Smelling A.I.: Anicka Yi On the Future of Olfaction, Death, and How Science Can Benefit From Working With Artists, Shannon Lee, δημοσίευση στο ArtspaceMarilena Pateraki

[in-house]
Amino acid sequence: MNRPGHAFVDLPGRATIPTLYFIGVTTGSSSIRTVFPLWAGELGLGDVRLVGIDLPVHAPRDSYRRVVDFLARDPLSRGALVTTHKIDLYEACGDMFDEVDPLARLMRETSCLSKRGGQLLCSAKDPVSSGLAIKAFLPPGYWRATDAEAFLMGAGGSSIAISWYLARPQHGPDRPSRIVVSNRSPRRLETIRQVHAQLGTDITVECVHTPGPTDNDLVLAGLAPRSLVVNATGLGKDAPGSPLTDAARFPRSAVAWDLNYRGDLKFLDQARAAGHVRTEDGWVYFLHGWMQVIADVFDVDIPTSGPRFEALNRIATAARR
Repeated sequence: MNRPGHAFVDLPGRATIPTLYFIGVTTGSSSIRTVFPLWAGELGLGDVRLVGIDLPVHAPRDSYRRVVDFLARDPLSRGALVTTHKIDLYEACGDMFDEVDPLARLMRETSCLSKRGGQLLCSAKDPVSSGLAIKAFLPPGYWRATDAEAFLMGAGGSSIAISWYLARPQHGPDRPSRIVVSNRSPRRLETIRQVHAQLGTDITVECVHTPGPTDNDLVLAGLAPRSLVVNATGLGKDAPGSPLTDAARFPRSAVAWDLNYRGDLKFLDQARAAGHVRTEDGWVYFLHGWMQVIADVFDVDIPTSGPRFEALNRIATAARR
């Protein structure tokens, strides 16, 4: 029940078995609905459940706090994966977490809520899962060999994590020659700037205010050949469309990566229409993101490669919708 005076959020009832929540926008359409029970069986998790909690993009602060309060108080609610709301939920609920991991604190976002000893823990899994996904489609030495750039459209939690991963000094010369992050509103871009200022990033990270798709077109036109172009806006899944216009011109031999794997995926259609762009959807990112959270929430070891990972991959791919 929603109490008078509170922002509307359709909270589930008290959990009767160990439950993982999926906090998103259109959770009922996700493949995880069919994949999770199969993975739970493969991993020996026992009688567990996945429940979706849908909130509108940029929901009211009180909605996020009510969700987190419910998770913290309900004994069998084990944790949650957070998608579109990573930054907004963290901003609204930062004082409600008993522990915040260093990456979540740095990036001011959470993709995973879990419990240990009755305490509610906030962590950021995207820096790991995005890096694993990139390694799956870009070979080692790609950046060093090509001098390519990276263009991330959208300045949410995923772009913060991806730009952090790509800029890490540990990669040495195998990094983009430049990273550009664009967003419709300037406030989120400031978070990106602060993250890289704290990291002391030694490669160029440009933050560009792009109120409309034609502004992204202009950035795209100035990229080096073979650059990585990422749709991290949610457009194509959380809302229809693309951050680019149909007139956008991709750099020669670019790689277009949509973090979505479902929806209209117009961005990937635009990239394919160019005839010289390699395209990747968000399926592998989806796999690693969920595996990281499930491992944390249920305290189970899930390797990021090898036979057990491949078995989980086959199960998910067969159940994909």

Describing any of Anicka Yi’s unorthodox works as being “multimedia” would be an accurate, though a severely understated characterization—that is to say, “multi” hardly encapsulates the vast imagination of Yi’s material resources and sensory oeuvre. Take her 2011 piece Convox Dialer Double Distance of a Shining Path. Its material list included a brew of powdered milk, antidepressants, palm tree essence, shaved sea lice, ground Teva rubber dust and a mobile phone signal jammer, all to generate the particular (and reportedly pungent) aromatic bouquet of “a life lived off the grid and on the run.” Similarly, her now renowned 2015 work Grabbing at Newer Vegetables incorporated bacterial samples from 100 women which were then, with the help of M.I.T. synthetic biologist Tal Danino, synthesized into a single strand of bacteria. Yi used this literal culture of women as paint, applied onto an agar canvas (a kind of jell-O-like substrate used to cultivate bacteria). The odor permeating from this installation was, for better or for worse, powerful.
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